The campus martius: the domestic
school of war
Walled towns, stored arsenals and armouries, chariots of war… ordnance,
artillery and the like: all this is but a sheep in lion’s skin except the breed and
disposition of the people be stout and warlike…. Neither is money the sinews
of war (as is trivially said) where the sinews of men’s arms, in base and effemi-
nate people, are failing…. Therefore let any prince or state think soberly of his
forces, except his militia of natives be good and valiant soldiers.
Sir Francis Bacon, Essayes or Counsels, Civill and Morall,
ed. M. Kiernan (1985), 91–2.
The Romans appointed a long and spacious field which they called campus
martius, wherein they exercised their youth in the knowledge of martial feats;
they likewise invented glorious triumphs which was to no other end but to
stir up the minds of the people to magnanimity and martial exercises.
Barnabe Rich, A Path-Way to Military Practices
(1587; repr. 1969), sig. A2v.
These are strange spectacles to this nation in this age that we have lived thus
long peaceably without noise of drum or shot, and we have stood neuters and
in peace when all the world besides hath been in arms.1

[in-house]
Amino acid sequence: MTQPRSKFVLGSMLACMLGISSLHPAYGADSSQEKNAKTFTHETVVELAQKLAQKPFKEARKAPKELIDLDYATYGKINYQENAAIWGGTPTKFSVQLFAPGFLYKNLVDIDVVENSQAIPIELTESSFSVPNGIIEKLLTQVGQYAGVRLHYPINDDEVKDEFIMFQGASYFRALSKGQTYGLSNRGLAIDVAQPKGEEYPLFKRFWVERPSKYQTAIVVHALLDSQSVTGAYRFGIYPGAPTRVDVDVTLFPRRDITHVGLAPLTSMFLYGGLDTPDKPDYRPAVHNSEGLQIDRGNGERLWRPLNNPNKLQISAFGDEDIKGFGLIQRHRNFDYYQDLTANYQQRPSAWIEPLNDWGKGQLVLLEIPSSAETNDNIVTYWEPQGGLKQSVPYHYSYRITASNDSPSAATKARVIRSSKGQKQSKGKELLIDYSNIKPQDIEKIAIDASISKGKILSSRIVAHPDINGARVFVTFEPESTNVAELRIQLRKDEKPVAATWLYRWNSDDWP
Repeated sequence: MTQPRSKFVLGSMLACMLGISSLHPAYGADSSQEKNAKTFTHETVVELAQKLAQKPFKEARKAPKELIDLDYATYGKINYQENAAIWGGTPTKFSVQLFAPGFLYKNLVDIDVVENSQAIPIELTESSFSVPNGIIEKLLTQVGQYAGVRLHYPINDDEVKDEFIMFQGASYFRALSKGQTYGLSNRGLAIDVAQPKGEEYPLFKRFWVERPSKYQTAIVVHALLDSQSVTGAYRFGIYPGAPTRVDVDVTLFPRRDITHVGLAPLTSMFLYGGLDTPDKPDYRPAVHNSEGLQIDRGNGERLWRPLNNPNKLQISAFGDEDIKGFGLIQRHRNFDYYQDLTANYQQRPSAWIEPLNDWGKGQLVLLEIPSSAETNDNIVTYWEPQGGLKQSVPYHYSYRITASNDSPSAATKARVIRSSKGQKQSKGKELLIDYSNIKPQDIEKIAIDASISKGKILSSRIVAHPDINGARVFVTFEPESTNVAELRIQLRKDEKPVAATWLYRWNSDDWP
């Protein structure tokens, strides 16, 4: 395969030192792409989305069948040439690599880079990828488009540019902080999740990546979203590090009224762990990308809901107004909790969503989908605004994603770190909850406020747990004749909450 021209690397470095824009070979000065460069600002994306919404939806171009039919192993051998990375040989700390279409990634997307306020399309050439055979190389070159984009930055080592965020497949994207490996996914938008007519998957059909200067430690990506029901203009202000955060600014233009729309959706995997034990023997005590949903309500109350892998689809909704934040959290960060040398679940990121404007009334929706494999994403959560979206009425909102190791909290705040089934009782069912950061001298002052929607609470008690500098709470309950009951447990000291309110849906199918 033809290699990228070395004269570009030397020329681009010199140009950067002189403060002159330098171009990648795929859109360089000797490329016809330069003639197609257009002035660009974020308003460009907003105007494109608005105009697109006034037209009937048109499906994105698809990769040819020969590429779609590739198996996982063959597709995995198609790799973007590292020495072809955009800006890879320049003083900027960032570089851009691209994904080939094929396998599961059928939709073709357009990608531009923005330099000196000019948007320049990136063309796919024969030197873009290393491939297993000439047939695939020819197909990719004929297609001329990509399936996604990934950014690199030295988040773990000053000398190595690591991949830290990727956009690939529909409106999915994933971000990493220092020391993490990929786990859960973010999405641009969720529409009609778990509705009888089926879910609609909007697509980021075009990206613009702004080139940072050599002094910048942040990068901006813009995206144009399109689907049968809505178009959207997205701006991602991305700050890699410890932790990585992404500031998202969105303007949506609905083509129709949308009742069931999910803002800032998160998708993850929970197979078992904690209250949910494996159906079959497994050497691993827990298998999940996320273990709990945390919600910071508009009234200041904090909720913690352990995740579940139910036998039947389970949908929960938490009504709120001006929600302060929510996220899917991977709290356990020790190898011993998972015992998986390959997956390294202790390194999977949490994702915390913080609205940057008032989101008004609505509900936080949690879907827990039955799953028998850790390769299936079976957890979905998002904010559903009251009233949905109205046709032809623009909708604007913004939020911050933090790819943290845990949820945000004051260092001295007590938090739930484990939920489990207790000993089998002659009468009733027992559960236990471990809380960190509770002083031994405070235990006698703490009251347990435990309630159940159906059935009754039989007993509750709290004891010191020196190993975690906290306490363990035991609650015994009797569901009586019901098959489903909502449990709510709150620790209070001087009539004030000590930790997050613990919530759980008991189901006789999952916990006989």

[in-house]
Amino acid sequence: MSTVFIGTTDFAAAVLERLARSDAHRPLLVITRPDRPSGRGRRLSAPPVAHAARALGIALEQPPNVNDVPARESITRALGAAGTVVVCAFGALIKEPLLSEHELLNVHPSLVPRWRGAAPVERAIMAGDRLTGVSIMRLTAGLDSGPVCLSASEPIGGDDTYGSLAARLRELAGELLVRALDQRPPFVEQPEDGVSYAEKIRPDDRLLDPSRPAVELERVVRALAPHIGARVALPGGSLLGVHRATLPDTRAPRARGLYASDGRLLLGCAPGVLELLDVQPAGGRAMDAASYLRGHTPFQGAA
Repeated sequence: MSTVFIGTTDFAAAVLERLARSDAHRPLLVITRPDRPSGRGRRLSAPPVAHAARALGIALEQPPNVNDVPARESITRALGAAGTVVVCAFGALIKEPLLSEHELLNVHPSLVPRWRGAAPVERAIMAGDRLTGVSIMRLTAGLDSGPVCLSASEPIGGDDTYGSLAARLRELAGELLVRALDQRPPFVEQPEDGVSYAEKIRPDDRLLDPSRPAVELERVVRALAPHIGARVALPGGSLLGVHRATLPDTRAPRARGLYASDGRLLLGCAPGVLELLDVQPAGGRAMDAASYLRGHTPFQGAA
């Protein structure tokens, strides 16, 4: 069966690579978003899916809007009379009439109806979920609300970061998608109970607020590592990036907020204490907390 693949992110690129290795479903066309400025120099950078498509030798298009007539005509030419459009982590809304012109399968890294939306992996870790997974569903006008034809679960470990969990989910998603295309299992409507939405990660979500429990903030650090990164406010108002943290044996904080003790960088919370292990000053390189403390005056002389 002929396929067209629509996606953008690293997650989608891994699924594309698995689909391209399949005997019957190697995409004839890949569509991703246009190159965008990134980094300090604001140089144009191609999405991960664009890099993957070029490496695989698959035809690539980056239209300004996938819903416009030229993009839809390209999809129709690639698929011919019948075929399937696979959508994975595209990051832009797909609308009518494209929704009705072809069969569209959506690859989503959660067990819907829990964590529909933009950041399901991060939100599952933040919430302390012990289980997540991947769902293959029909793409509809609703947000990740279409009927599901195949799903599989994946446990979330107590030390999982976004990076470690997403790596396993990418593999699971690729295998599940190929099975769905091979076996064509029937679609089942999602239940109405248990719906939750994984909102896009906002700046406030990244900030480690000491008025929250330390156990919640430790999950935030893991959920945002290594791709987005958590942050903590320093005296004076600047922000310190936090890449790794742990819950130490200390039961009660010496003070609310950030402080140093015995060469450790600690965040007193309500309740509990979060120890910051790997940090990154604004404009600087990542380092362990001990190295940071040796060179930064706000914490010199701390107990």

Original Memoirs Written during the Great Civil War, Being the Life of
Sir Henry Slingsby (1806), 22–3.
Lacking a standing army for home defence, England depended upon a select militia system which kept the more substantial householders at home and sent abroad those socially less desirable persons whom the deputy lieutenants and constables wished to be rid of. The training and modernization of the militia, begun in the mid-Elizabethan period, was neglected during the Jacobean peace, but the outbreak of the Thirty Years War in Germany reminded Englishmen that the realm
1 A meditation of Sir Henry Slingsby as a deputy lieutenant for the West Riding of Yorkshire upon viewing the training of the light horse in 1639 in preparation for participation in the Bishops’ Wars against the invading Scots.